After your 56th viewing of Frozen, Frozen II or Toy Story 4, it might be time to open up the Disney vault. Let your kids in on a little of your own childhood with revisits to some favorites from almost 40 years ago. Some have stood the test of time, while you’ll enjoy seeing others through the eyes of a parent.
The Fox and the Hound (1981)
Length: 83 minutes
The buddy film includes the voices of Mickey Rooney as the fox (Tod) and Kurt Russel as the hound (Copper). An unlikely pair, an orphaned Tod and hunting dog Copper meet as youngsters and form a friendship. Eventually, Copper becomes quite the hunter and swears to catch Tod, though the fox lives on a game preserve, severing the friendship. The two come together again, as the movie hits a climax that questions the deep ties of life-long friends.
The Black Cauldron (1985)
Length: 80 minutes
Disney took a turn into fantasy film with the animated adaptation of a book series by Lloyd Alexander. The film follows the trek of Taran and his pal Princess Eilonwy who try to keep a magical Black Cauldron and its powers from a tyrannical Horned King. This PG is definitely for mid- to late-elementary audiences, as littler eyes might not follow the winding plot line.
The Great Mouse Detective (1986)
Length: 74 minutes
An animated Sherlock Holmes adaptation, Basil the Mouse lives in the residence at 221B Baker Street and uses Holmes’ dog, Toby, to help solve crimes. In this case, he’s searching for the father of a young mouse named Olivia Flaversham, who was kidnapped by Professor Ratigan, Basil’s nemesis. The mouse-eye view of London is fun for fans of all ages.
Oliver & Company (1988)
Length: 74 minutes
Billy Joel lent his voice as Dodger the dog in the animated retelling of Oliver Twist. Oliver (the voice of Joey Lawrence) is an orphaned kitten who is taken in by a pickpocket and his gang, then befriends a young girl and tries to avoid robbing her house. The music is legendarily 80s with Bette Midler, Dom DeLuise, Cheech Marin and Robert Loggia helping to round out the cast.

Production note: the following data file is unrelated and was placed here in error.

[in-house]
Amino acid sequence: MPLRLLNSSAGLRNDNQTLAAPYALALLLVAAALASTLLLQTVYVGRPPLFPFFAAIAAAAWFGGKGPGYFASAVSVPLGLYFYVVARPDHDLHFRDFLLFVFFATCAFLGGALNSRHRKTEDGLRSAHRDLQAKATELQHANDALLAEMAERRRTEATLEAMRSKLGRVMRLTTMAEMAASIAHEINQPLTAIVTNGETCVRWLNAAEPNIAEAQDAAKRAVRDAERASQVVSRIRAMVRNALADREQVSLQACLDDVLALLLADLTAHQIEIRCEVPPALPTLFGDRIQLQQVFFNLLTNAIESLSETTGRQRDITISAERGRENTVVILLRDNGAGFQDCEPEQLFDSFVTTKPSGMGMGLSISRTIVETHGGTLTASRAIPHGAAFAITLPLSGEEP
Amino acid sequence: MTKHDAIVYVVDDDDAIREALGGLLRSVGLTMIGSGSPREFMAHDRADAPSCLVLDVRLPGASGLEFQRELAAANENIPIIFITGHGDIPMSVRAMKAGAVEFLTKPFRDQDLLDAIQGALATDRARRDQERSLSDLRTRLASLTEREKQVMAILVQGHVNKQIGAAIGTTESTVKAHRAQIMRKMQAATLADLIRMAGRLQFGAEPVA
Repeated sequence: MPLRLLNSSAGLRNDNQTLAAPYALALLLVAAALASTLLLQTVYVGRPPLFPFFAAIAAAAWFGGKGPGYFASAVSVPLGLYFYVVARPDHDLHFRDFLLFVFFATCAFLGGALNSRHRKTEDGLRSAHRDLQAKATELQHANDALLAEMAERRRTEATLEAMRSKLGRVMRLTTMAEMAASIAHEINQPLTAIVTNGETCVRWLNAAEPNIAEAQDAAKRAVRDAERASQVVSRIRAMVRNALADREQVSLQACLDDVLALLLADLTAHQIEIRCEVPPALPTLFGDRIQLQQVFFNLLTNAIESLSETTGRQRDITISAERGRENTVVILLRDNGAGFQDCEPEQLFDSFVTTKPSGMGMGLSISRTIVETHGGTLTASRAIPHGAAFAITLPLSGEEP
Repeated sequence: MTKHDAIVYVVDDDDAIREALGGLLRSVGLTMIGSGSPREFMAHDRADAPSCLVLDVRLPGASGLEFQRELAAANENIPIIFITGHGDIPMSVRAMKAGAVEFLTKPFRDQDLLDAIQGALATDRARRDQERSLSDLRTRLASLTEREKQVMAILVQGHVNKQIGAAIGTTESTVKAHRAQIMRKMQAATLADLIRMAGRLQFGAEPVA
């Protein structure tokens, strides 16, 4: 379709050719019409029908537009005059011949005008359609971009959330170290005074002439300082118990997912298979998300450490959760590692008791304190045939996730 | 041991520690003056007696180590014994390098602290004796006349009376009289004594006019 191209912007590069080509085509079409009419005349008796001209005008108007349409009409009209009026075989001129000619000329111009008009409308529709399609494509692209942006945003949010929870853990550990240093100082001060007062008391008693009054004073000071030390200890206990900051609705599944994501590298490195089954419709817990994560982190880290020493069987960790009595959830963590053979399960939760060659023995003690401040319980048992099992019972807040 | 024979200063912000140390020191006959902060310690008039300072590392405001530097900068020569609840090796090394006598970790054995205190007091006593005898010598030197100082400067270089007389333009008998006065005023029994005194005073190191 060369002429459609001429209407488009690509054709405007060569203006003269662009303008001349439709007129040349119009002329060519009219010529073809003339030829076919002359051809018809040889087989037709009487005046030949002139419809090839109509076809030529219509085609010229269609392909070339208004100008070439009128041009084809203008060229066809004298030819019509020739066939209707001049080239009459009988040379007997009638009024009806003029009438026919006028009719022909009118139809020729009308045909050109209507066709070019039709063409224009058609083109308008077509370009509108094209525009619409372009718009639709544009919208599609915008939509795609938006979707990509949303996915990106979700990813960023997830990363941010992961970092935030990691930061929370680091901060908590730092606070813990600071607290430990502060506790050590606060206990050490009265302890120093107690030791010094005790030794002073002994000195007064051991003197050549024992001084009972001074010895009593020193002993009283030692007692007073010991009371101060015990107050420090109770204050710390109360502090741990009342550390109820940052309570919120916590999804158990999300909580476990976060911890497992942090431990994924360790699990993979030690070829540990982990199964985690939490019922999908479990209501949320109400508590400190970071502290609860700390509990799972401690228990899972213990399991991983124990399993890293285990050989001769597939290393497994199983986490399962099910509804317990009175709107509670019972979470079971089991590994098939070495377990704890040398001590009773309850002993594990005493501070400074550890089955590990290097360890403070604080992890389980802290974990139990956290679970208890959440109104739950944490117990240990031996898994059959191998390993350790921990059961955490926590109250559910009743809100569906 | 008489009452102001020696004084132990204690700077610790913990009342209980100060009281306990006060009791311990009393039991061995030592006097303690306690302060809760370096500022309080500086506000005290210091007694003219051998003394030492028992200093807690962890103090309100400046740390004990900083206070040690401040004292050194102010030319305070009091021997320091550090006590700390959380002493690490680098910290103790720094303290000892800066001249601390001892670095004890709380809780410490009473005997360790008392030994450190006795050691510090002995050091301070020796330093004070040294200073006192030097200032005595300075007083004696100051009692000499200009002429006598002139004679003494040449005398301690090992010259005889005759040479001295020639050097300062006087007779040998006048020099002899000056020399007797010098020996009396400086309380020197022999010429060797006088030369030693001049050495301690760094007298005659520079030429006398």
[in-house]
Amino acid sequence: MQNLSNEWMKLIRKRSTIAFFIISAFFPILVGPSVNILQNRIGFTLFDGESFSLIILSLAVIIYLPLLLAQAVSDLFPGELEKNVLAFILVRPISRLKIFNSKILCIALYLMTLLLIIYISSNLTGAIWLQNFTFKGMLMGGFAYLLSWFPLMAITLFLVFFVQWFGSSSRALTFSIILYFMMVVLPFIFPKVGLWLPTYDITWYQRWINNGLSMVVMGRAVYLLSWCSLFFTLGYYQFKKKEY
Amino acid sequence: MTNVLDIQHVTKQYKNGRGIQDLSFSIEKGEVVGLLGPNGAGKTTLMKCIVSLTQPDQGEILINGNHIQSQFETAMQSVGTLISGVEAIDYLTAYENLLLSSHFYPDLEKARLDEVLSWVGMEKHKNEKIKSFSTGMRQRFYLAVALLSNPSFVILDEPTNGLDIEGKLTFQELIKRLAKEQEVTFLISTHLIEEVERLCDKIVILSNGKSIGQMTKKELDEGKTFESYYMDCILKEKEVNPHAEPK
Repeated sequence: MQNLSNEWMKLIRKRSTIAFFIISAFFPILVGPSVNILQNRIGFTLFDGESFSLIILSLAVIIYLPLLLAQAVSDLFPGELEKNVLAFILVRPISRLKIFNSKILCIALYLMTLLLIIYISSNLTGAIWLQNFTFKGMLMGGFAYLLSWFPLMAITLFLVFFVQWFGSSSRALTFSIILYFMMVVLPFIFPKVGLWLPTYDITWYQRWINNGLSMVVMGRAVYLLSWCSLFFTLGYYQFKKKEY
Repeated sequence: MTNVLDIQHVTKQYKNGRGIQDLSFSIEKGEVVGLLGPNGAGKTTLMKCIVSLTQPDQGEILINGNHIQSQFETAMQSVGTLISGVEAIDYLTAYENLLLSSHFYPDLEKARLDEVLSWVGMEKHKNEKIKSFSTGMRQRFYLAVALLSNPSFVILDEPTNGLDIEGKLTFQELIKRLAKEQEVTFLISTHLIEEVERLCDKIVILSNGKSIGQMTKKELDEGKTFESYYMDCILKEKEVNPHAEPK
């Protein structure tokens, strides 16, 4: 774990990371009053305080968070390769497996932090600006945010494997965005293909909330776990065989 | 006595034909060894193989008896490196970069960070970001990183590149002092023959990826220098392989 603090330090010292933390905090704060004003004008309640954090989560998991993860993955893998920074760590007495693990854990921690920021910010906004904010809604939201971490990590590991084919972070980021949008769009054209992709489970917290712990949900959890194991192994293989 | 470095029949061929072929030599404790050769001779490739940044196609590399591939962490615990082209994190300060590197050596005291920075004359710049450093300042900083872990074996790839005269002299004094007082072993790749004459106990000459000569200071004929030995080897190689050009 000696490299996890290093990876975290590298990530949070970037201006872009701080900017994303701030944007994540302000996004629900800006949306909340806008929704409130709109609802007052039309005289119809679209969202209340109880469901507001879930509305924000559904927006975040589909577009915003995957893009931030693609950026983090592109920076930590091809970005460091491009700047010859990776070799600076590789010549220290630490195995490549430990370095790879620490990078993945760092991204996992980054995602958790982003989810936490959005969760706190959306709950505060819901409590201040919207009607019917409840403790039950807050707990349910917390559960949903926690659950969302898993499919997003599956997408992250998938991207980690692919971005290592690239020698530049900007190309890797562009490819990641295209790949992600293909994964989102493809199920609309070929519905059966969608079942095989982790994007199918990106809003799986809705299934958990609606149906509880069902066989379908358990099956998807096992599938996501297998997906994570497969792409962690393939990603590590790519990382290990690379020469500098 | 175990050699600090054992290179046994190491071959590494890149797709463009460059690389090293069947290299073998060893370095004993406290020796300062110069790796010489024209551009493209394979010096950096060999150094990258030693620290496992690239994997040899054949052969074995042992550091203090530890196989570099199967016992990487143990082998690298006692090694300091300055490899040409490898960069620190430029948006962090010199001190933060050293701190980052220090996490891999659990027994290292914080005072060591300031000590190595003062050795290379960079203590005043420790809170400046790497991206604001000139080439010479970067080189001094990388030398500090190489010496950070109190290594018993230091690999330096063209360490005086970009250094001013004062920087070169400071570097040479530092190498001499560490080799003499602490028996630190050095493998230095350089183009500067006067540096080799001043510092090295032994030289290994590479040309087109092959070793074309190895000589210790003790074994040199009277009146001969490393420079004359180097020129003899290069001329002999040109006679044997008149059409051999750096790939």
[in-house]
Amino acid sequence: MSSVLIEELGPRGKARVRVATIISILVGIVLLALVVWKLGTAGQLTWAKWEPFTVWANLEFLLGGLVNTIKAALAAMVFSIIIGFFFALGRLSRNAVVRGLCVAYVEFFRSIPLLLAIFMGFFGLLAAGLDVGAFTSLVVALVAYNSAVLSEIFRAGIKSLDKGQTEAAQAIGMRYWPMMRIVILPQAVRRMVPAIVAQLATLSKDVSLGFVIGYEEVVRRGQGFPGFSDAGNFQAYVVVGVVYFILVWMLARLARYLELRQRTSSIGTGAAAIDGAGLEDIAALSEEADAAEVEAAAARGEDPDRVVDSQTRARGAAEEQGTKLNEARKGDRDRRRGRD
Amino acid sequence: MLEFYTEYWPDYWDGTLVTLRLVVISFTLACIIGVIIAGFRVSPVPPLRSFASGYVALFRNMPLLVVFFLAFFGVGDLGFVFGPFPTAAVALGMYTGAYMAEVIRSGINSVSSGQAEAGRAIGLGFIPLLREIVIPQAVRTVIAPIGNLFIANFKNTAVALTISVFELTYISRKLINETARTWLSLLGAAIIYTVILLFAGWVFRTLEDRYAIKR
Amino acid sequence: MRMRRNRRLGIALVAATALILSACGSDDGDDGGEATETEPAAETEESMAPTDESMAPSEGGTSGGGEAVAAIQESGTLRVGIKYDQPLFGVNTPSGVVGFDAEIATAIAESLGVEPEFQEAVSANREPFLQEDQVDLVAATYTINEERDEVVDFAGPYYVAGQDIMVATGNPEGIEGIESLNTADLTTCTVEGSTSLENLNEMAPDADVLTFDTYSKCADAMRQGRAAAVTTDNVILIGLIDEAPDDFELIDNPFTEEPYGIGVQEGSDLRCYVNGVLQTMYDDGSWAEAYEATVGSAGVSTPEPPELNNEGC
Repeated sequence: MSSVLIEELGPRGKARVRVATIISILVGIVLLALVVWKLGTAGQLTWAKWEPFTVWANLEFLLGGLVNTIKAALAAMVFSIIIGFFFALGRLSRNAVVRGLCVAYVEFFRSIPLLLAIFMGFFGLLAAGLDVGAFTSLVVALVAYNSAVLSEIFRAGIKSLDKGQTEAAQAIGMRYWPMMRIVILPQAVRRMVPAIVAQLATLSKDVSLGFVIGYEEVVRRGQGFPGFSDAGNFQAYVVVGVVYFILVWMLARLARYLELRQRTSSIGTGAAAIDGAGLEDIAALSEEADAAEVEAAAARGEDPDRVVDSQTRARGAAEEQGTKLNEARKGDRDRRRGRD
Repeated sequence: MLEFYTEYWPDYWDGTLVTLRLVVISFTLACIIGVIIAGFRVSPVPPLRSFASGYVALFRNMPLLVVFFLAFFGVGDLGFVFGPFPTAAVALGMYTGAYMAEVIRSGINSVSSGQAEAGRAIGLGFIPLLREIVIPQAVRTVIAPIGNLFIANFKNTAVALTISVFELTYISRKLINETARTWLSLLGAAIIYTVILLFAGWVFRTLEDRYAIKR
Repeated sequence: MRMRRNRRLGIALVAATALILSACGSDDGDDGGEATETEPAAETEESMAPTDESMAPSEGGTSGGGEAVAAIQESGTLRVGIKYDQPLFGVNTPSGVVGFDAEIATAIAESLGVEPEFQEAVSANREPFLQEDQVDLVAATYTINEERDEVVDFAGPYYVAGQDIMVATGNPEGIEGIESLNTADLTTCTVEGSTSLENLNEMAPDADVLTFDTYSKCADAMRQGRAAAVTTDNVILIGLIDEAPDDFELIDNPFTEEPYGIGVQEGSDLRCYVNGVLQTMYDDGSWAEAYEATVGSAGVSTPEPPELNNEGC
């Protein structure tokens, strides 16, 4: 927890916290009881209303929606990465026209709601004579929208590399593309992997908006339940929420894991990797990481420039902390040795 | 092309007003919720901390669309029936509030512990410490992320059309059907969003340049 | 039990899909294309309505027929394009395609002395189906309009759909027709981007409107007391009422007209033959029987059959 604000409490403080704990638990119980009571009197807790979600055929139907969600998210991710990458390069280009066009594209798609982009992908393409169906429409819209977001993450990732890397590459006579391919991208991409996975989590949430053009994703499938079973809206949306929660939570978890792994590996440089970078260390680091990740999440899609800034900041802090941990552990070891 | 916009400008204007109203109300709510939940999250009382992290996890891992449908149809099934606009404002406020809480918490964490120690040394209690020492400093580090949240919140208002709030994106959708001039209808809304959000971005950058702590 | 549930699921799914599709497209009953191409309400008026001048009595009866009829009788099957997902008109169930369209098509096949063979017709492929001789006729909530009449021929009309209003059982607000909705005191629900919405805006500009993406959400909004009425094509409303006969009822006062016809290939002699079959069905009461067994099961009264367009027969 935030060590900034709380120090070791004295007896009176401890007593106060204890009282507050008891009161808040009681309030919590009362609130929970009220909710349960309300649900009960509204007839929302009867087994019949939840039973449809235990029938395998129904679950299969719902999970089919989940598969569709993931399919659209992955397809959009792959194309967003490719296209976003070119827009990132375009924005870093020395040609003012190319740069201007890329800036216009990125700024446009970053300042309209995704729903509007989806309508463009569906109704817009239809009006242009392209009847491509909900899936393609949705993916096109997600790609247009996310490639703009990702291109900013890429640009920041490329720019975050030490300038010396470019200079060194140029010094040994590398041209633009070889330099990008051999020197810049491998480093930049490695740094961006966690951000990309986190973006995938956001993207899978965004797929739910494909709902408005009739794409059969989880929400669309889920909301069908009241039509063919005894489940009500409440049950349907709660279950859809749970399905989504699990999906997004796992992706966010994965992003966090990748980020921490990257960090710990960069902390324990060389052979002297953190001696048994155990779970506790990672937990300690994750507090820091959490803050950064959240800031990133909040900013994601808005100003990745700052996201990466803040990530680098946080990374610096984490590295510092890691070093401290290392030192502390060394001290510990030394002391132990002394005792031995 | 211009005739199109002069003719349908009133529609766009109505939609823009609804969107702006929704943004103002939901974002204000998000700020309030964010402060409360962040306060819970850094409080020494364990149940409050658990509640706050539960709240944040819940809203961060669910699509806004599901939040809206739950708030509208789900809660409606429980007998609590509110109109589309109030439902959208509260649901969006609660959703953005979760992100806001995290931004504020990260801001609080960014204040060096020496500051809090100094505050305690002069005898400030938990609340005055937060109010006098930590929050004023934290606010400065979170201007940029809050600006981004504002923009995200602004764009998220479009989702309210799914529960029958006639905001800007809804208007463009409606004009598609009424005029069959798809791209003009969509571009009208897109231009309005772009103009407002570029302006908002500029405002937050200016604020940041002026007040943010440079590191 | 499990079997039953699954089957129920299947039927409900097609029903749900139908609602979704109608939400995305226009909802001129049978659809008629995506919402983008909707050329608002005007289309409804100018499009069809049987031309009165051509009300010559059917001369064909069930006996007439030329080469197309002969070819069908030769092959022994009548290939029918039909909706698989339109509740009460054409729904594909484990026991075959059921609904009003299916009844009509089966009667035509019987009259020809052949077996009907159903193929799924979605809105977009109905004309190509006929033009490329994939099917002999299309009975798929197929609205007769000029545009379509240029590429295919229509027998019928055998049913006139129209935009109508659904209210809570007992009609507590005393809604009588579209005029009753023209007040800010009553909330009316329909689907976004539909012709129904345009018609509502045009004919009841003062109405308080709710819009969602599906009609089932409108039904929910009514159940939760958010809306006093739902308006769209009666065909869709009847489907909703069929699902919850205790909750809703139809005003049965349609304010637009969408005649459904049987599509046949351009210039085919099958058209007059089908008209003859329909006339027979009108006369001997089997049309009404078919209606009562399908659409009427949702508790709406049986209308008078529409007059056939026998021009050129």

The Little Mermaid (1989)
Length: 83 minutes
Work on Disney’s The Little Mermaid began with the success of Snow White and The Seven Dwarfs in the late 1930s, but was shelved for varying production reasons. It was unearthed after production of the new animated film was approved in the 1980s, which retells Hans Christian Andersen’s tale of a mermaid who loves humans and the lengths she’ll go to for a chance to walk where the people are. It’s possible Andersen didn’t imagine his story with a reggae beat. Ariel remains one of Disney’s more popular princesses.
Length: 114 minutes
Produced in partnership with Paramount Pictures, Popeye was the first starring film credit for Robin Williams, who played the title character. The musical is based on the comic strip characters originally drawn by E.C. Segar in the 1920s and 30s. Kids used to CGI will not be impressed by the under-done effects of Popeye, but the music sets it apart as it tells the story of the Sailorman, Olive Oyl and their sweet Swee’Pea. After you see the movie, take a visit later in the summer to the Popeye Character Trail in Chester.
Length: 96 minutes
Starring Jeff Bridges and Bruce Boxleitner (who returned for the TRON: Legacy sequel in 2010), TRON tells the story of a computer programmer who tries to hack into his former company’s mainframe and is then “beamed” into the game he built. The movie was considered impressive for its use of special effects, but not nominated for the visual effects category at the Academy Awards, because it was considered “cheating” to use computers to aid in the effects process.
Who Framed Roger Rabbit? (1988)
Length: 104 minutes
In 1947 Hollywood, where cartoon characters and humans coexist, ‘toon Roger Rabbit is framed for murder and hires a down-and-out detective (Bob Hoskins) to prove he is innocent. Mind the language on young ears. The merging of animation and live action for an entire film was widely praised, and it was the first appearance of Mickey Mouse and Bugs Bunny on screen together.
Honey, I Shrunk the Kids (1989)
Length: 93 minutes
An inventor (Rick Moranis) accidentally shrinks his kids and the neighbor’s children from people-sized to six inches tall. The hilarity that ensues helped lead the comedy/science fiction film to a franchise that included Honey, I Blew Up the Kid and Honey, We Shrunk Ourselves in the ’90s.
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